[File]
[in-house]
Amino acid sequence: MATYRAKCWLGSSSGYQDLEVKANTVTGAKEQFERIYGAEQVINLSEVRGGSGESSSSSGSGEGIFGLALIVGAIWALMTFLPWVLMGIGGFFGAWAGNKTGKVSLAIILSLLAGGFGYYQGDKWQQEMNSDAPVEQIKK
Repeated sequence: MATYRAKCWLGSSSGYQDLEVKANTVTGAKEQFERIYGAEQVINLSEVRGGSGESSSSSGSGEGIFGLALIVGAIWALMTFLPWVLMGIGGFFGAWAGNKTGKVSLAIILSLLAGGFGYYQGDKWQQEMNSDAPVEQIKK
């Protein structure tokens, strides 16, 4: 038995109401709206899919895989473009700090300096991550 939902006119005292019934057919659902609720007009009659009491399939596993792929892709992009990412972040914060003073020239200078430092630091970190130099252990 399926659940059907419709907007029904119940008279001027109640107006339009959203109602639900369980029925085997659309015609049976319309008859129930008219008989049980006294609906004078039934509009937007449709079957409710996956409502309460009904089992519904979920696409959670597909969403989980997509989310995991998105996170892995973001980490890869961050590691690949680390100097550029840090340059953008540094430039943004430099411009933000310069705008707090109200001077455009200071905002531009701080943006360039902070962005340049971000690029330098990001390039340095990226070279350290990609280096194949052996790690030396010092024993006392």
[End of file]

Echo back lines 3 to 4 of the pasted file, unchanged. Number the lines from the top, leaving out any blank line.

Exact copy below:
Repeated sequence: MATYRAKCWLGSSSGYQDLEVKANTVTGAKEQFERIYGAEQVINLSEVRGGSGESSSSSGSGEGIFGLALIVGAIWALMTFLPWVLMGIGGFFGAWAGNKTGKVSLAIILSLLAGGFGYYQGDKWQQEMNSDAPVEQIKK
């Protein structure tokens, strides 16, 4: 038995109401709206899919895989473009700090300096991550 939902006119005292019934057919659902609720007009009659009491399939596993792929892709992009990412972040914060003073020239200078430092630091970190130099252990 399926659940059907419709907007029904119940008279001027109640107006339009959203109602639900369980029925085997659309015609049976319309008859129930008219008989049980006294609906004078039934509009937007449709079957409710996956409502309460009904089992519904979920696409959670597909969403989980997509989310995991998105996170892995973001980490890869961050590691690949680390100097550029840090340059953008540094430039943004430099411009933000310069705008707090109200001077455009200071905002531009701080943006360039902070962005340049971000690029330098990001390039340095990226070279350290990609280096194949052996790690030396010092024993006392």